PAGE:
The pomegranate is a bedazzling fruit with enough health benefits and research to fill a small-scale library! Pomegranates are abundant during the fall and winter days of the northern hemisphere. I am grateful that these jeweled beauties more than make up for the super nutrient-dense summer berries that are out of season this time of year.
Heart and Blood Vessel Health
Some preliminary research suggests that drinking pomegranate juice (50-200ml per day up to a year) reduces high blood pressure by 5% to 21%. Pomegranate juice can lower cholesterol and triglycerides in the liver by blocking unhealthy fat buildup and formation and also reducing body weight, even in those with obesity. The juice can also improve blood flow and muscle relaxation especially in men with erectile dysfunction, and decrease platelet aggregation (clumping). In regards to potential fertility function, there is also research to suggest that pomegranates can increase sperm count!
Pomegranates also lower inflammation in the heart can decrease blood vessel inflammation, prevents inflammatory bowel disease, protects colon from inflammation, and protects against stomach ulcers! Pomegranate extract can suppress inflammation in rheumatoid arthritis and can improve the inflammation associated with periodontal disease
Pomegranates are antiangiogenic (block blood vessel growth in tumors) and have anticancer effects. They interfere with tumor cell growth, cancer cell invasion and metastasis, and inflammatory signaling. This powerful fruit has been shown to initiate programed cancer cell death also known as apoptosis. Anticancer effects have been shown in breast, prostate, skin, and colon cancer research.
There is a ton of research to show pomegranates fight the bad bacteria and germs! They are antibacterial, antiviral, antifungal, antiparasitic, and antimalarial. Research has been done to show they can fight against microbes such as staphylococcus aureus and methicillin-resistant strains (MRSA), H. Pylori, salmonella, E.coli, candida, Listeria, and malaria! There was even a study to show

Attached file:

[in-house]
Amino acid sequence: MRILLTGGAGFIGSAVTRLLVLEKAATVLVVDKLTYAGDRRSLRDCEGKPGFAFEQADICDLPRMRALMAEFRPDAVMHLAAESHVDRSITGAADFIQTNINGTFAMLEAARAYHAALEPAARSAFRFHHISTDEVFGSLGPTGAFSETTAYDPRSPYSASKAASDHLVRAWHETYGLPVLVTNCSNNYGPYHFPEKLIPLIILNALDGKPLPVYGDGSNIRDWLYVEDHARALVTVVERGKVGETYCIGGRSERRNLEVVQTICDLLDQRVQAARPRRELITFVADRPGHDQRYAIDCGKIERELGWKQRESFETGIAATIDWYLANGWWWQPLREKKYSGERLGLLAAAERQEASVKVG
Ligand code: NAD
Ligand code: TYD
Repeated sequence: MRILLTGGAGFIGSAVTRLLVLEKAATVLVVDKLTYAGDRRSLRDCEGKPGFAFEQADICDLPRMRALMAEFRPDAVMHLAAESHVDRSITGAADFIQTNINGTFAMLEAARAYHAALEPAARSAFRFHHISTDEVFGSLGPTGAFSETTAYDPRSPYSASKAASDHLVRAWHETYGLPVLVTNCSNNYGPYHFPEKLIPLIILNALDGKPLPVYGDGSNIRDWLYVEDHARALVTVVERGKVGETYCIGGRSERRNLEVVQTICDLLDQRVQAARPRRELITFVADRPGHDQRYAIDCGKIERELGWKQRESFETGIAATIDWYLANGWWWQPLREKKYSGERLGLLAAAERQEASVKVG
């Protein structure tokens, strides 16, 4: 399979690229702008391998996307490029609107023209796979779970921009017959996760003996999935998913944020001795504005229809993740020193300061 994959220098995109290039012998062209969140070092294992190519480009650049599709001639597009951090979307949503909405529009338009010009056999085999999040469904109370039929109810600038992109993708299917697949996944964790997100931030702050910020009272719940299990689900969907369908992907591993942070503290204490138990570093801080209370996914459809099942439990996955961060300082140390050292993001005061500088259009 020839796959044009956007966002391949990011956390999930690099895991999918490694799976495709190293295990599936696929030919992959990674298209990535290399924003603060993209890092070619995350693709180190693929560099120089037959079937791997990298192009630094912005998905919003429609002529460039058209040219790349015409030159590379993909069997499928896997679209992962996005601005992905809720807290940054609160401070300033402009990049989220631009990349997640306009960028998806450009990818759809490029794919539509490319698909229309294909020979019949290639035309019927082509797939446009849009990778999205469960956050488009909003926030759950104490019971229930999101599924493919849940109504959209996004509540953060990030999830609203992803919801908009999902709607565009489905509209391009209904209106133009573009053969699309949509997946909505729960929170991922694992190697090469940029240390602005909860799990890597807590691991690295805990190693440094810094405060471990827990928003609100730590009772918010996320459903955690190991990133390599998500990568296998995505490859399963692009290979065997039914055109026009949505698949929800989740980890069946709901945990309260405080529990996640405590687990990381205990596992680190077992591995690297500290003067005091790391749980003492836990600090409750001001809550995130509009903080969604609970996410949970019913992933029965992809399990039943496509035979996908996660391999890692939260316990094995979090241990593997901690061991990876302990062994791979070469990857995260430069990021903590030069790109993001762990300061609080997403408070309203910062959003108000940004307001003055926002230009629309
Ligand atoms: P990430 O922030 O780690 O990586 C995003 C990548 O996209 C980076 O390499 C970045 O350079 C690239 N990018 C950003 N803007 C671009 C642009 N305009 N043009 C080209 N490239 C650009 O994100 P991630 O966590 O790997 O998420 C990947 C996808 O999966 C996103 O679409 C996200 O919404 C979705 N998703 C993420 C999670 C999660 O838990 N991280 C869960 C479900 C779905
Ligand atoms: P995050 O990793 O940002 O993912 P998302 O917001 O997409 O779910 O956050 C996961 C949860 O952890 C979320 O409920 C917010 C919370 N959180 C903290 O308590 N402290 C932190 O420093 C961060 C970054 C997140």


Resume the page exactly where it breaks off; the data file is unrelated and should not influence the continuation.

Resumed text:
Pomegranates originated in Iran and were cultivated throughout the Mediterranean regions and Northern India. Its name comes from the Latin word for apple (pōmum) and seeded (grānātum).
Spiritually, the pomegranate was known as a symbol of righteousness in ancient Israel and placed along with bells on the hem of the High Priest’s robe. Pomegranates were also life sustaining as travelers in desert caravans carried them for their thirst-quenching juice.
Today we have pomegranate trees growing in the western states thanks to Spanish settlers who brought the plant to California towards the end of the 16th century.
There are there are several ways you can open a pomegranate.
The fastest way, but perhaps the messiest way is to slap the seeds out of their skin.
Place a large mixing bowl on your counter. Slice open the pomegranate along the circumference and place one of the halves, cut side down, on the palm of your hand. Take a large wooden spoon and smack the living daylights out of the pomegranate (mind your hand) and let the arils fall into the bowl.
If time is of the essence, buy pomegranate juice! Studies show that the commercial juice found in the grocery store is also packed full of the health benefits mentioned. Just try not to get any with added sugars. If it is too tart, dilute with water or sparkling water.
There are several ways to enjoy eating and drinking fresh pomegranates!
Sprinkle arils on your kale or spinach salads!
Add the arils or juice to any fruit smoothie or green juice!
For a festive, surprising, and superfood-worthy dessert, melt dark chocolate and drizzle/cover small tablespoon-size clusters of pomegranate arils on parchment paper. Cool until hardened in the refrigerator. Makes a great holiday treat!
Take a handful of pomegranate arils and a few tablespoons of the juice and mix it with fizzy sparkling water. If you love texture, then try this! The arils provide a fruity tart burst of flavor in your mouth.
Peel the rind off and blend the arils and strain to get the desired juice. It is ok if you blend some of the white inner peel with the arils.
Try this delicious low calorie, high-nutrient pomegranate shake that I first heard about from Dr. Joel Fuhrman. (hyper link maybe? to Dr. joel furhman
4 oz pomegranate juice
1 cup frozen strawberries
1 cup ice
juice from half of a lemon
Blend all ingredients together. Add water to get to desired consistency.
Morton JF (1987). “Pomegranate, Punica granatum L.”. Fruits of Warm Climates. Purdue New Crops Profile. pp. 352–5. Retrieved 2012-06-14.
“Etymology of pomegranate“. Online Etymology Dictionary, Douglas Harper. 2015.
Pomegranate. Bible search. New King James Version. Exodus 28:33-34
Kelishadi R, Gidding SS, Hashemi M, et al. Acute and long term effects of grape and pomegranate juice consumption on endothelial dysfunction in pediatric metabolic syndrome. J Red Med Sci 2011;16:245-53.
Noda Y, Kaneyuki T, Mori A, et al. Antioxidant Activities of Pomegranate Fruit Extract and Its Anthocyanidins: Delphinidin, Cyanidin, and Pelargonidin. J Agric Food Chem. 2002;50(1): 166-71